Mushrooms are a great source of nutrients and other chemicals that promote health and longevity. Today, more than 2,000 different species have been identified as edible and medicinal. There are many species of Hericium being discovered; H. erinaceus (lion's mane mushroom) is the commonly used species in China, Japan, Korea, and India for medicinal and culinary purposes.
The fruiting of H. erinaceus can occur during springtime but is much more common in the fall. These fungi are identified by their distinct succulent and strand-like growths. These saprophytic fungi are found in the northeast, growing on decaying trees such as maple and birch. It is common practice to cultivate these mushrooms on sterilized sawdust bags or on logs with dowels that contain the mycelium.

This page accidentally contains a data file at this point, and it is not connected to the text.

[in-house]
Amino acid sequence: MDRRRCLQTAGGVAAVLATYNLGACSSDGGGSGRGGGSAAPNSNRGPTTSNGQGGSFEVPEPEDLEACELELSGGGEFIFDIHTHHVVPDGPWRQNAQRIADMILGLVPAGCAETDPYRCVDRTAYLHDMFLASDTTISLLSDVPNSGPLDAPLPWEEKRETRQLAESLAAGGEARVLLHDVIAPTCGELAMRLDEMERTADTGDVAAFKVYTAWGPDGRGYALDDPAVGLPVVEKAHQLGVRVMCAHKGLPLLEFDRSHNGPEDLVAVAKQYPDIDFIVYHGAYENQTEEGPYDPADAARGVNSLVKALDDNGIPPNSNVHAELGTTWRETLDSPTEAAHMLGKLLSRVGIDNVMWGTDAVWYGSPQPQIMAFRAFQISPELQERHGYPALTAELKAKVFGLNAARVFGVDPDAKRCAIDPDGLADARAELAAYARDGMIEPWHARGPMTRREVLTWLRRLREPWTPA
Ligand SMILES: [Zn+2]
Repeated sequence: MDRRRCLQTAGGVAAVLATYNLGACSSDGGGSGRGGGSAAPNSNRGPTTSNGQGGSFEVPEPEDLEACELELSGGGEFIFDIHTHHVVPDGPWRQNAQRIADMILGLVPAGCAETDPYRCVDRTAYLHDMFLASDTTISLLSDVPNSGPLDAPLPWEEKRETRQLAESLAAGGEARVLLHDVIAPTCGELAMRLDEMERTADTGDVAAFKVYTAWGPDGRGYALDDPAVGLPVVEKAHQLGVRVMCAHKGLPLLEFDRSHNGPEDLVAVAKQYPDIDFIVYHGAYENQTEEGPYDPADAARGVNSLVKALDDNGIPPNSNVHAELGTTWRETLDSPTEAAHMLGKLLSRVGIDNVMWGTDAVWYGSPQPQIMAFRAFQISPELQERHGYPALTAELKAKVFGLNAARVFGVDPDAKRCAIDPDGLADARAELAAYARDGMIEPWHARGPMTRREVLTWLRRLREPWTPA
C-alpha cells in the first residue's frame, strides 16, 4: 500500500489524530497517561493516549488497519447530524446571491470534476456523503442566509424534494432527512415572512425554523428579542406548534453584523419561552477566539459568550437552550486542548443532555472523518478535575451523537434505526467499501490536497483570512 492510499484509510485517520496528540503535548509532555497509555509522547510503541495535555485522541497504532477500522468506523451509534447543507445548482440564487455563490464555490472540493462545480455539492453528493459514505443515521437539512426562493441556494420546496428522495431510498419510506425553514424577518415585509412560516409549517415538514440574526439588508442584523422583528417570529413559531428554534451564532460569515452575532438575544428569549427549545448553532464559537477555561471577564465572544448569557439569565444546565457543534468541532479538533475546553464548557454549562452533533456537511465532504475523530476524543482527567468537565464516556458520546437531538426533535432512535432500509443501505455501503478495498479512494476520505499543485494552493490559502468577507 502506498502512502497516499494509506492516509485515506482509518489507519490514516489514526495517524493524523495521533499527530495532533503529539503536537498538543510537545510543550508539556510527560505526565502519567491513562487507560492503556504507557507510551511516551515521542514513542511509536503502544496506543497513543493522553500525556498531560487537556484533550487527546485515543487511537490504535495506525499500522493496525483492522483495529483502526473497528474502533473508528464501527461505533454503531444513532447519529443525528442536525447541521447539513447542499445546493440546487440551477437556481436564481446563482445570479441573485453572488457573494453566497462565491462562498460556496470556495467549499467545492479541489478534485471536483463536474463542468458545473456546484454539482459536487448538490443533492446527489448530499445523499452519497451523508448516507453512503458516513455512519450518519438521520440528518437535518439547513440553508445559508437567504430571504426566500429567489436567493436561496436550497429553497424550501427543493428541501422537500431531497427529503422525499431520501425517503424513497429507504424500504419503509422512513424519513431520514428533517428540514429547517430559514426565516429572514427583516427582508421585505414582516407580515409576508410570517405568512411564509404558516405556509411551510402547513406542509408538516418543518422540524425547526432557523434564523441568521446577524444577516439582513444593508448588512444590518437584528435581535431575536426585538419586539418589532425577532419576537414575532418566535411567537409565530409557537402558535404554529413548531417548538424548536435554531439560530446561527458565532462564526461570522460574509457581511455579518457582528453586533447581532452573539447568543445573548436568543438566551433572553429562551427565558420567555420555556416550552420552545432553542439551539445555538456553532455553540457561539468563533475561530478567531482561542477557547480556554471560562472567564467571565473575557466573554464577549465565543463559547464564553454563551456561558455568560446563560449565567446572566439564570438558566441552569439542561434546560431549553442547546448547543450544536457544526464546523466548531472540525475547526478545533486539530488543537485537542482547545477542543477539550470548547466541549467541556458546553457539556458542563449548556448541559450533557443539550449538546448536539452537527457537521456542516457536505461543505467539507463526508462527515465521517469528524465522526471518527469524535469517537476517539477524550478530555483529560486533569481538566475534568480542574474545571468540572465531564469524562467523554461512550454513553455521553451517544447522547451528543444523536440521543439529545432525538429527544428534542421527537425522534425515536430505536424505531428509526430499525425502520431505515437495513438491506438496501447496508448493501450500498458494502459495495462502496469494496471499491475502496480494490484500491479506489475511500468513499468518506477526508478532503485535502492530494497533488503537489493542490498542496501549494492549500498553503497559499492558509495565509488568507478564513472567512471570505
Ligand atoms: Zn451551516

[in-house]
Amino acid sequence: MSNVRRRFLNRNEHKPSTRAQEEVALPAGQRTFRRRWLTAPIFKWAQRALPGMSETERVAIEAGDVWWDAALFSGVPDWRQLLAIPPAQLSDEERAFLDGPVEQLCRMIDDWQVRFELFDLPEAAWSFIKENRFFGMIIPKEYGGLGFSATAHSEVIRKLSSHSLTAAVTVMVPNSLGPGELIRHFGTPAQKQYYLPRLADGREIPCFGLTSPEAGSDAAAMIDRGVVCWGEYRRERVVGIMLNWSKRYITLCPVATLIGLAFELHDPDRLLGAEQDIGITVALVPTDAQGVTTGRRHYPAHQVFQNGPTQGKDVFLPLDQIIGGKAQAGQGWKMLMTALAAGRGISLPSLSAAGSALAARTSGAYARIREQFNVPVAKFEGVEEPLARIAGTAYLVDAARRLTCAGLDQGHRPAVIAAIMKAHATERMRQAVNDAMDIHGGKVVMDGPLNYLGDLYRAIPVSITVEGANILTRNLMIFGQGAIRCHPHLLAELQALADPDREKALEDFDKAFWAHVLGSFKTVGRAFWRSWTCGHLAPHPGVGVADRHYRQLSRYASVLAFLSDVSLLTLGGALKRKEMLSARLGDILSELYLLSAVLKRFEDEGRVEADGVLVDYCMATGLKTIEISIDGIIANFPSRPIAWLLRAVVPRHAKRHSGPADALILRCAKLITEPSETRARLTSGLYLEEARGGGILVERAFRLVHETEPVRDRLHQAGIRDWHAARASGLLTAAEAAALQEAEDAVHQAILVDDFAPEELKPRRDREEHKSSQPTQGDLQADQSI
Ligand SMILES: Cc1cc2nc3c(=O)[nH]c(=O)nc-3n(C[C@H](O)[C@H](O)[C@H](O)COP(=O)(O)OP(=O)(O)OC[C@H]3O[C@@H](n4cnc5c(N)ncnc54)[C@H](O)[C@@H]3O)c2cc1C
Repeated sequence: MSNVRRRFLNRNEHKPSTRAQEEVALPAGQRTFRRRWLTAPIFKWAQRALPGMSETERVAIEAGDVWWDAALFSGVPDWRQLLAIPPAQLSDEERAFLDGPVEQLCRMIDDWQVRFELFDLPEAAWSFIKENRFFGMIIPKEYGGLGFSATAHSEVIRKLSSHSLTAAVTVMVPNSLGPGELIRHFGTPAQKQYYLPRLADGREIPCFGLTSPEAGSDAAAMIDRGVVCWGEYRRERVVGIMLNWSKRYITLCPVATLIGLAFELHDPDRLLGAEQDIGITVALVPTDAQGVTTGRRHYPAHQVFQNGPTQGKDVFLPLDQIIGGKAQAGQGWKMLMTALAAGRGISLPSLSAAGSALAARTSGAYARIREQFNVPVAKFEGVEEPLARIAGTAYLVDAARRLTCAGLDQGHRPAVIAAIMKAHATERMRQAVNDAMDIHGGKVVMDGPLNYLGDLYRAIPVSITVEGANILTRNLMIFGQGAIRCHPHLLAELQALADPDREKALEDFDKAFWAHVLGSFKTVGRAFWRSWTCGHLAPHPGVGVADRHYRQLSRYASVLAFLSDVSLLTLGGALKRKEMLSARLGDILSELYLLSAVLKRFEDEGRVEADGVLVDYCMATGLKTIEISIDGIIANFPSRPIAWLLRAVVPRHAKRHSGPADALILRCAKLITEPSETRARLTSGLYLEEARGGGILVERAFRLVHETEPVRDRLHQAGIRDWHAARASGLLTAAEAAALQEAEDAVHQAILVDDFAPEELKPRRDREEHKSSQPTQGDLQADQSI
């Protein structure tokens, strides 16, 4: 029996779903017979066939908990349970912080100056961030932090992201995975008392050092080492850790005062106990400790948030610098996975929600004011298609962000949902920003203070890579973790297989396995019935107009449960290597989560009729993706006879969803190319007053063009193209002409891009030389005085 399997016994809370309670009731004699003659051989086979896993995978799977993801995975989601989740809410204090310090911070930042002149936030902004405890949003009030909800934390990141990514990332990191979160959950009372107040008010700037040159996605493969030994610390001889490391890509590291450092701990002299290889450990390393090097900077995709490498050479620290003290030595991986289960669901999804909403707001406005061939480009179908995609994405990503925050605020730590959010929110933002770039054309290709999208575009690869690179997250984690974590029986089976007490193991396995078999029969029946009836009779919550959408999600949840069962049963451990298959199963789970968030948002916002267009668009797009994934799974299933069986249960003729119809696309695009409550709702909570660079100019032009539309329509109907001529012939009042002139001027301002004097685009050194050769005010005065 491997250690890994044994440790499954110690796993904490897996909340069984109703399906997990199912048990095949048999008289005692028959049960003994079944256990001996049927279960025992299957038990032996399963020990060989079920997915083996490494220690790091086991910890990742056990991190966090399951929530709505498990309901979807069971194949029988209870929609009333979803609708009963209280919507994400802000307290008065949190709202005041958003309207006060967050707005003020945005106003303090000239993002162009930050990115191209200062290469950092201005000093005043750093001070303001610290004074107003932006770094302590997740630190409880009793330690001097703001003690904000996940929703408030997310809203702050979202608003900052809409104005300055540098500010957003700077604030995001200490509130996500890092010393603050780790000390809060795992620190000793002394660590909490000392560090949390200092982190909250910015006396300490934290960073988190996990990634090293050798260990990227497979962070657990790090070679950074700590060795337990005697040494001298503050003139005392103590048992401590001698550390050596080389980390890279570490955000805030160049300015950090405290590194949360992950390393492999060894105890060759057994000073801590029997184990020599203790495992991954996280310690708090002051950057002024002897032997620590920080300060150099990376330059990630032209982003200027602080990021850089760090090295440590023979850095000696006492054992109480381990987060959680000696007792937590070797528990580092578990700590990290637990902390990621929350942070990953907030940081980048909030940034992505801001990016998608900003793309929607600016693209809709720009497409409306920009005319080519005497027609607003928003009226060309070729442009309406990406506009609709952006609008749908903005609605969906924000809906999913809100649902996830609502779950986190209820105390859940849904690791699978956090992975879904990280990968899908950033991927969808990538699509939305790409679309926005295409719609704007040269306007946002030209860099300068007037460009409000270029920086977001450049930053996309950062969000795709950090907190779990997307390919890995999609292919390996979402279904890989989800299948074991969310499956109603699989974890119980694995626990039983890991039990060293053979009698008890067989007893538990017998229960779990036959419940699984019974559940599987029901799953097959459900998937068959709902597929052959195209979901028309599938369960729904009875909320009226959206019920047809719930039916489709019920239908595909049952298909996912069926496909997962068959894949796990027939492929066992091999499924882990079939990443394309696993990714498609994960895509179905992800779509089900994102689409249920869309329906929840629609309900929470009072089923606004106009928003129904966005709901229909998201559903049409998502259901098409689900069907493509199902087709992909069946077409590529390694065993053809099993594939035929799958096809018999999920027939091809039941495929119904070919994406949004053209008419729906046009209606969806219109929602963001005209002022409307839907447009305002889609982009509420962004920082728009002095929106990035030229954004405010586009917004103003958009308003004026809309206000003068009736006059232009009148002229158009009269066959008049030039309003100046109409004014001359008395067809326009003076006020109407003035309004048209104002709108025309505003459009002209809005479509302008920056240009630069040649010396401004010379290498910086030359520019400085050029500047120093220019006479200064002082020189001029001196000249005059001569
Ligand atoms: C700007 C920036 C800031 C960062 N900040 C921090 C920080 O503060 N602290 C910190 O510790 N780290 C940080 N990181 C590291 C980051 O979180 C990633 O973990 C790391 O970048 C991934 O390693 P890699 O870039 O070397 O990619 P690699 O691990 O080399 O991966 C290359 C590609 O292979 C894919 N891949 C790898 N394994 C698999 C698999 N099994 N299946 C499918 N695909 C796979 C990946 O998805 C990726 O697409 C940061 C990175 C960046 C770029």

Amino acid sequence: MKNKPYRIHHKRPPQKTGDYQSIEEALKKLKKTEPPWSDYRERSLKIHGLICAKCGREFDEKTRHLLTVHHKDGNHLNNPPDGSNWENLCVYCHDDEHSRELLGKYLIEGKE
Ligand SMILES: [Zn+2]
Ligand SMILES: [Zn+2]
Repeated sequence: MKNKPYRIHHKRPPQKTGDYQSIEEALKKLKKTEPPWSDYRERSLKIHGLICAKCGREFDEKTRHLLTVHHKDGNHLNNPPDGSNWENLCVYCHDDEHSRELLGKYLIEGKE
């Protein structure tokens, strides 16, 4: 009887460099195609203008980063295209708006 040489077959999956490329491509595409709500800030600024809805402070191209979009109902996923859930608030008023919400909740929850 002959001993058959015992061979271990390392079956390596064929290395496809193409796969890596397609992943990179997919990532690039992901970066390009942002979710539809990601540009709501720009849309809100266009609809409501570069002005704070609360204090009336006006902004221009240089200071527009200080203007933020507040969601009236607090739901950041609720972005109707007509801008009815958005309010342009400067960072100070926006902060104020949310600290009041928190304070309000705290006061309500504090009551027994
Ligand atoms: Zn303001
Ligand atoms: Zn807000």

H. erinaceus has been used to:
promote the growth of neurons
provide support to the immune system
fight against depression and anxiety
accelerate the wound healing process
This medicinal activity is facilitated by many bioactive compounds found in the fruiting bodies and mycelium, including erinacines, aromatic compounds, steroids, alkaloids, and lactones (6).
1. Good source of vitamin D and vitamin B12
Sterol-containing lion's mane converts ergosterol to vitamin D upon UV light exposure (7). Hypovitaminosis D is a common deficiency today, affecting about 41.6% of the world’s population (9). Vitamin D deficiency is common among those that are obese and demonstrate poor health eminence. Untreated vitamin D deficiency can result in bone disorders that can cause severe pain. Common examples are rickets and osteomalacia. This is the weakening and softening of bones that make the bones susceptible to fractures and breakages. Implementing H. erinaceus into a diet can increase vitamin D levels and maintain bone strength due to the presence of sterols.